HospitalsRecon

Uniontown surgery center certified for outpatient knee replacements

  • Jan 14, 2019 / By Rachel Basinger

After a nearly two-year application process with the Pennsylvania Department of Health, Elite Surgery Center in Uniontown is now one of just four centers in the entire state that has been granted exceptions to perform outpatient knee replacement surgeries.

“Our patients want to have this option,” said Dr. David Sheba with the Elite Surgery Center. “People who are in pain really just want to recover in their own home.”

The center, located at 205 Mary Higginson Lane in the area of the Uniontown Wal-Mart, has been in operation for five years and has serviced patients in all of these different areas: orthopedic, podiatry, eurology, gynecological, opthamology, pain, plastic surgery and some general surgeries.

Nate Wardle, the press secretary for the Department of Health, said in granting an exception, the department takes into consideration patient safety and access, advancements in the medical field, consultation with stakeholder groups in the medical community, and input from the Centers for Medicare and Medicaid Services.

“The department may also establish conditions for the performance of certain procedures in licensed ambulatory surgical facilities,” Wardle said. “If a facility is granted an exception and adheres to the conditions of the granted exception, it will be permitted to offer those services; however, the Department still retains its authority to survey for compliance with the Health Care Facilities Act and corresponding regulations, as well as revoke a granted exception.”

Currently the department of health has granted four exceptions with conditions, including: Elite Surgery Center LLC, Uniontown, to perform knee surgeries; Advanced Center for Surgery, LLC, Altoona, to perform hip and knee surgeries; Grandview Surgery & Laser Center, Camp Hill, to perform knee surgeries; and UOC Surgical Services, LTD, State College, to perform hip and knee surgeries.

“When I first started fifteen years ago, it took five to seven days of recovery time from a knee replacement surgery, but it has been a trend across the country in recent years to get the patient mobile as quickly as we can,” Sheba said.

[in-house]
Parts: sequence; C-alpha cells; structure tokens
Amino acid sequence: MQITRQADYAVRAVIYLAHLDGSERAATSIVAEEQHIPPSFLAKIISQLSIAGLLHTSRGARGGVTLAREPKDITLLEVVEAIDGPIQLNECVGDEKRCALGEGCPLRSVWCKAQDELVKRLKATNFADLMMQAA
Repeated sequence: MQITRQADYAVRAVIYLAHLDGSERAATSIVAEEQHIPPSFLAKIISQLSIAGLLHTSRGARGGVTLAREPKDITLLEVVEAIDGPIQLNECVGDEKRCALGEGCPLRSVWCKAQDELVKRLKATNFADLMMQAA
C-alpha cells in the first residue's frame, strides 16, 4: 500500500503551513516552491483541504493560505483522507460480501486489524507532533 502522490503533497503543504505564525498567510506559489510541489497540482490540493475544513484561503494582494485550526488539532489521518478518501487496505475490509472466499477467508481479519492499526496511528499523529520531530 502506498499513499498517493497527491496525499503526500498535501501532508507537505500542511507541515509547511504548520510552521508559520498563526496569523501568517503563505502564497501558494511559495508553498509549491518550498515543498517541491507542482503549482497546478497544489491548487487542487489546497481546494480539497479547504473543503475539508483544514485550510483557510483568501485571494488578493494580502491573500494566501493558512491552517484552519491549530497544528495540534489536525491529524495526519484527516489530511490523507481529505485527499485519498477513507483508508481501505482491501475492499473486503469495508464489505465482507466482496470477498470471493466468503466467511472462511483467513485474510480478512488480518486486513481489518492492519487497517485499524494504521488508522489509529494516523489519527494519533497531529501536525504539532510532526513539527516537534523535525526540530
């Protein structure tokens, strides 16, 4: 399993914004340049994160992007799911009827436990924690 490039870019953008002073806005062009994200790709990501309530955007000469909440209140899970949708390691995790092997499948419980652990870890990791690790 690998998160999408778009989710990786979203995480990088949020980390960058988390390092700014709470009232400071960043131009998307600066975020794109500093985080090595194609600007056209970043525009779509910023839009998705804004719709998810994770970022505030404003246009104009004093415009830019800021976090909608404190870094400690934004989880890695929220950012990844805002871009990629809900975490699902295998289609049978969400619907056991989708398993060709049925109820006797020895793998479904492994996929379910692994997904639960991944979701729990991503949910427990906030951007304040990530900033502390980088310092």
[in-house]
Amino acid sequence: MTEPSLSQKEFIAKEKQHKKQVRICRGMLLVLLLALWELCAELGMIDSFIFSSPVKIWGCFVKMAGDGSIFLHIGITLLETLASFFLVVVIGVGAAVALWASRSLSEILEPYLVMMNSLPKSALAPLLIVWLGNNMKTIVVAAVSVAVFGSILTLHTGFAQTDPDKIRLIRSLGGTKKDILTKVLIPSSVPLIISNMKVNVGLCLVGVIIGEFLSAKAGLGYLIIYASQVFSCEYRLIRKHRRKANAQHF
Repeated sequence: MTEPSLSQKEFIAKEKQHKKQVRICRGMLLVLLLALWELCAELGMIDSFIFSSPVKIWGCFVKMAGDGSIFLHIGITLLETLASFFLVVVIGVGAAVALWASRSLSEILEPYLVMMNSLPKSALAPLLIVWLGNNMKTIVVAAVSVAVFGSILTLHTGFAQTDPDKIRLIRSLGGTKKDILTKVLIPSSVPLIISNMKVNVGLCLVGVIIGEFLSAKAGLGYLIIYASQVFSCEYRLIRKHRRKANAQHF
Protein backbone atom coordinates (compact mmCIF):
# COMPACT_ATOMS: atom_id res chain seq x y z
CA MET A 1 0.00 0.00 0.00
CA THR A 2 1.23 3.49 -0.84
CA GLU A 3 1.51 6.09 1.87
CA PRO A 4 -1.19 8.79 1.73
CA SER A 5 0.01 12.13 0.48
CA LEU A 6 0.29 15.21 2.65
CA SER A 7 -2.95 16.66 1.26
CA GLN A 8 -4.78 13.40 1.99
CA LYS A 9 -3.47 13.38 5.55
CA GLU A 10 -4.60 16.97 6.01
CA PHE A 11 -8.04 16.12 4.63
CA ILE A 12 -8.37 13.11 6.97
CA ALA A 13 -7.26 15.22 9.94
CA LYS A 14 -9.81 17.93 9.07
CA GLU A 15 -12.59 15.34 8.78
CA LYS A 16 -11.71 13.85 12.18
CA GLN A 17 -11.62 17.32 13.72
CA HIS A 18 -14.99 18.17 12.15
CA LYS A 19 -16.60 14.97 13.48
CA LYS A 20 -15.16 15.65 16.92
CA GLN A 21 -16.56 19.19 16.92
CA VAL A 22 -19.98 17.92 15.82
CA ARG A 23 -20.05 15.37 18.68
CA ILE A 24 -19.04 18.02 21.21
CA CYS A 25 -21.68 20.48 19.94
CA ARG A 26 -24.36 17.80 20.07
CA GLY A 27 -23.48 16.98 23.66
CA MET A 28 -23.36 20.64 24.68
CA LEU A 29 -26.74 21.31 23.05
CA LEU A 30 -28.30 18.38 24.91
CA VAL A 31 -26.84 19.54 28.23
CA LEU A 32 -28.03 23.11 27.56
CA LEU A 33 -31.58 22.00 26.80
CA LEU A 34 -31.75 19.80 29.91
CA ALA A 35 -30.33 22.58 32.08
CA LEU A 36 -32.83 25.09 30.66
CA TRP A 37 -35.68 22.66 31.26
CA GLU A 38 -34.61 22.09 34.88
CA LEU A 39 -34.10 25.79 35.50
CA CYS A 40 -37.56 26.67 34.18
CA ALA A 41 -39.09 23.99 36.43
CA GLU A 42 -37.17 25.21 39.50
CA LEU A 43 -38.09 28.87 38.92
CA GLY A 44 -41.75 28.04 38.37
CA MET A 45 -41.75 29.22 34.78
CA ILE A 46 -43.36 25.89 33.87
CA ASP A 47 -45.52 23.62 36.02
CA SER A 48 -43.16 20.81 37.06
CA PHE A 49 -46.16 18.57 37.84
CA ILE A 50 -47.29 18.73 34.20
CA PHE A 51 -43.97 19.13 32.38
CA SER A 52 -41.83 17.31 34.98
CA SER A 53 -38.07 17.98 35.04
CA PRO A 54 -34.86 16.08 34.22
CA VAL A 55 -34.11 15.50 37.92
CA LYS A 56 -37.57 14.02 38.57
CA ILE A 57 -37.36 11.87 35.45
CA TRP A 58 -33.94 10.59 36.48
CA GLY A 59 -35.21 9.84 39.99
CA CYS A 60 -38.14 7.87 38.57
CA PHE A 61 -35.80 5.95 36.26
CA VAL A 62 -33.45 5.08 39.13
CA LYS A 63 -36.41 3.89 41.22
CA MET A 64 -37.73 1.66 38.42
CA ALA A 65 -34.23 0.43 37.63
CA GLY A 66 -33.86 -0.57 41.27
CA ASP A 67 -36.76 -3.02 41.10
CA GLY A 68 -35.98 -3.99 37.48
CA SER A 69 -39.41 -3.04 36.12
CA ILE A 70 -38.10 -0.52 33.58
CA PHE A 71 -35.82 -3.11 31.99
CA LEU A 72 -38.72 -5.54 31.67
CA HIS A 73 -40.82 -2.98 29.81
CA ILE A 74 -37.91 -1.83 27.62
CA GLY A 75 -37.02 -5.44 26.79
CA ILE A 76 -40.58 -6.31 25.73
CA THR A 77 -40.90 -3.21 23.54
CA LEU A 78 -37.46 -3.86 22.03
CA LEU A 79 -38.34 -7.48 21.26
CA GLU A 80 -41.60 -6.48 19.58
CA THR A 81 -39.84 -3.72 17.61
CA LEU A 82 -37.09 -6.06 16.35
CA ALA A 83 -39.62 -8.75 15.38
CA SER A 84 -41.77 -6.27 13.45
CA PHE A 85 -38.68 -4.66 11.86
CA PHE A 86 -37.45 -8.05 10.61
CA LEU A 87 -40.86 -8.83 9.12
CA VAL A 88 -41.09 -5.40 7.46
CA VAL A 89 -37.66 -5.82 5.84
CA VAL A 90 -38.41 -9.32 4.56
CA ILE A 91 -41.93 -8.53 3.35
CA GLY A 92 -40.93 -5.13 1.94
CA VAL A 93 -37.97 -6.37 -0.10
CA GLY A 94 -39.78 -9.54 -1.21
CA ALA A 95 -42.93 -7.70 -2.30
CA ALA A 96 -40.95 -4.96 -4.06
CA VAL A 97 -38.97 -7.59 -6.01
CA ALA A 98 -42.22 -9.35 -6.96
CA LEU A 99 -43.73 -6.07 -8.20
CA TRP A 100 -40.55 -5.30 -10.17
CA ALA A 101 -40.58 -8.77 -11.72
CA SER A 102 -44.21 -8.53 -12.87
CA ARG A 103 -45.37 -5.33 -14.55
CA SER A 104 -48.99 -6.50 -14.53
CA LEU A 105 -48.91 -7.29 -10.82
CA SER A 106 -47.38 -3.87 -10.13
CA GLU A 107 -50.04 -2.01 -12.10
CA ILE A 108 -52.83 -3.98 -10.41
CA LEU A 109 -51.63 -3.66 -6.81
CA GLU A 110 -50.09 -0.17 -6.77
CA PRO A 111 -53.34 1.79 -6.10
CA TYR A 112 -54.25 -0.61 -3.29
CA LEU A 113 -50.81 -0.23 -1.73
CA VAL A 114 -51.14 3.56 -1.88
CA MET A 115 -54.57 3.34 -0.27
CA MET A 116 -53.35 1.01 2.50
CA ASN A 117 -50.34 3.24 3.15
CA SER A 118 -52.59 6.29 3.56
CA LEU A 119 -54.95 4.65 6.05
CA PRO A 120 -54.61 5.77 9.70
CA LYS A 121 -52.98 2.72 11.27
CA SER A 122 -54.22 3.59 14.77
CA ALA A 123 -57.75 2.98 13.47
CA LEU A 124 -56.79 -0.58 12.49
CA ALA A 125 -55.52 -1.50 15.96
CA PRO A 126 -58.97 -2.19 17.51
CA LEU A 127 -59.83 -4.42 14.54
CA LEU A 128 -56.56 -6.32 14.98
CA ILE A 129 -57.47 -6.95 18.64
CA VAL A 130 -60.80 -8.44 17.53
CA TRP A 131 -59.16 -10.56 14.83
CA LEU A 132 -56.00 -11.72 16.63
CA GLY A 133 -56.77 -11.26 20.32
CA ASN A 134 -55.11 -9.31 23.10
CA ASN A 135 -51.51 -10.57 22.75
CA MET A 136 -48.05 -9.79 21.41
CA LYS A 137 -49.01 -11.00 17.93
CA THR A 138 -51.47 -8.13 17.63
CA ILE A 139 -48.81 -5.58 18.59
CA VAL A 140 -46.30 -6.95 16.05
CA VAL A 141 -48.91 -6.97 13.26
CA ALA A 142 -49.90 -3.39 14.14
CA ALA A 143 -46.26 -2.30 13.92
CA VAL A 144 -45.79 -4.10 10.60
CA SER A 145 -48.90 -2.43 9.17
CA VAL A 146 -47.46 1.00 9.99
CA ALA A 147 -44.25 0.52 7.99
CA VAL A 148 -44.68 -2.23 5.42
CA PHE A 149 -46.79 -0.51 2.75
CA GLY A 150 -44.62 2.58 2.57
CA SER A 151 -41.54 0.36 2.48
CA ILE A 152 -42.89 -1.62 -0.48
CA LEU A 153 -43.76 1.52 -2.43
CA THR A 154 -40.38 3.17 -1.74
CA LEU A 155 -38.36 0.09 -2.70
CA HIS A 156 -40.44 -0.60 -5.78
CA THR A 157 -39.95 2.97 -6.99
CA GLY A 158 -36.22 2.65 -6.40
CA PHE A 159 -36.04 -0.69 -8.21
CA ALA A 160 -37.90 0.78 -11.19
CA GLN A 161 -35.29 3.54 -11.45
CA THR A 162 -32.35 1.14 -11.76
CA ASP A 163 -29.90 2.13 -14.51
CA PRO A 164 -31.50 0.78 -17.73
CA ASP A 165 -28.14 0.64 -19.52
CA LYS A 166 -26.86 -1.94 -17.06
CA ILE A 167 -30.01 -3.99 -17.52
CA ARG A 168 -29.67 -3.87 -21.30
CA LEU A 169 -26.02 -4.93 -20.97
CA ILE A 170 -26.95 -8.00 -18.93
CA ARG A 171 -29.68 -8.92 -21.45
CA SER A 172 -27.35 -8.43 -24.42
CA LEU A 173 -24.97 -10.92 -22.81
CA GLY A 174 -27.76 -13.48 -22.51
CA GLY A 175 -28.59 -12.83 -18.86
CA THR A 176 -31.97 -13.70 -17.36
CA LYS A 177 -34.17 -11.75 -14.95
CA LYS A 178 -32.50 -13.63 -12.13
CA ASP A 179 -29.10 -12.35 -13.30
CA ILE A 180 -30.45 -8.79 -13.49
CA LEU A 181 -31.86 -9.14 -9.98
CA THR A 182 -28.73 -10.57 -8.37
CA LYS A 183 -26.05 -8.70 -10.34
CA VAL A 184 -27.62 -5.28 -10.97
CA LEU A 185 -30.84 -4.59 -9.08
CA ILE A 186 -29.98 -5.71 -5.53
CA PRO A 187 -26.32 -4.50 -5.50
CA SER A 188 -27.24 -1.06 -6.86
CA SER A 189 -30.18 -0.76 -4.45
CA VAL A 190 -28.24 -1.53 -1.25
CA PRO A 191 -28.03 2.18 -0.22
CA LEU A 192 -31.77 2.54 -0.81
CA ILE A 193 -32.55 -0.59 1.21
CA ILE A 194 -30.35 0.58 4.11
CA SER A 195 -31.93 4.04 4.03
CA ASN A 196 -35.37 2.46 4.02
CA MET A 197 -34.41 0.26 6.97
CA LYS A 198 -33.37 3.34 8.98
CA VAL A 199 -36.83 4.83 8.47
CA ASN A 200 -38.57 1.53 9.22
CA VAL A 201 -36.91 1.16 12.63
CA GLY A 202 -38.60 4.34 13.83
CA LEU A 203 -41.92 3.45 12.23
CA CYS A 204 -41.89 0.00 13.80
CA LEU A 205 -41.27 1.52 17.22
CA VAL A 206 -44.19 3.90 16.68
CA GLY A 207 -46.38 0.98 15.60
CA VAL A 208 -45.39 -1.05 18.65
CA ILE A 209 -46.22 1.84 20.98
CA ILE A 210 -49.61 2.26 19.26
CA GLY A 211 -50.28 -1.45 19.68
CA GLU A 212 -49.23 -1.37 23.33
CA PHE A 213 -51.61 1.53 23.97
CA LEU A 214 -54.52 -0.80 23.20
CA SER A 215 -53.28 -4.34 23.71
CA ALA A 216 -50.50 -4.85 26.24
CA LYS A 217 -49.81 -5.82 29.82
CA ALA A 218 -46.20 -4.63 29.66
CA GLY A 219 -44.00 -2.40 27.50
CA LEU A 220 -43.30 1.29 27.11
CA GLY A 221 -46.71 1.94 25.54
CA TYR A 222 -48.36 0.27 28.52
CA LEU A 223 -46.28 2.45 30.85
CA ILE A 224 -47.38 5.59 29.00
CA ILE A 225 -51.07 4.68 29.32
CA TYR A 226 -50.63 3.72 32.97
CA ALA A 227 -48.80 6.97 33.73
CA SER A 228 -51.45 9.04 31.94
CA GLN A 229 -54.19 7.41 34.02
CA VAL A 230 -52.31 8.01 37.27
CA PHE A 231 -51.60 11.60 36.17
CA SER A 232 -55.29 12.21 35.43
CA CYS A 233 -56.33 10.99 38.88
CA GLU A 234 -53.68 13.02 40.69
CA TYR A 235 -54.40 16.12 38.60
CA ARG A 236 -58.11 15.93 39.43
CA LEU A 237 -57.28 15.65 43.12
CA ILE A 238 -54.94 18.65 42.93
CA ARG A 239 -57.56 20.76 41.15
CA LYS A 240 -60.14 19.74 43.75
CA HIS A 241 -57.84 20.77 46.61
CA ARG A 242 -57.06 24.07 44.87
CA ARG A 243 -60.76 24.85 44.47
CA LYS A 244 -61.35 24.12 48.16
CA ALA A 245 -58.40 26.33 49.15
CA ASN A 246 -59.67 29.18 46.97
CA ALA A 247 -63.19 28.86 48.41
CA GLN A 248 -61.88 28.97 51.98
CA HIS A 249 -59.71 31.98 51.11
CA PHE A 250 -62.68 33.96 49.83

Even for those who are having the surgery in a hospital, Sheba said he has patients there who they look to send home either that day or by the next day.

Renee Lazuka, center manager and director of nursing said they had heard a few years ago about another center who was performing outpatient hip replacements and looked into it.

“We were told we could perform the surgeries as long as we applied for an exception through the Department of Health,” she said.

Lazuka added that the reason the state requires special exceptions is because joint replacement surgeries are always extensive, with concerns about blood loss, infection to the joint or bone and how a surgical team can manage a patient’s pain while at the same time keeping them coherent enough to begin the process of moblility and walking.

“Technology has changed so much over the last several years and there’s now a different kind of pain block that can be used that still allows patients to be mobile safely,” she said. “Safe mobility while managing pain was a big part of the reason why patients would have to stay in the hospital for the first two or three days.”

Sheba said improvements in both anesthesia techniques as well as orthopedic techniques has made the surgery less traumatic overall.

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Chris J. Stewart

Chris currently serves as Chief Operating Officer at Ortho Spine Partners. Prior to that, he was the assistant vice president and business unit leader of Medical Device Management for HealthTrust.

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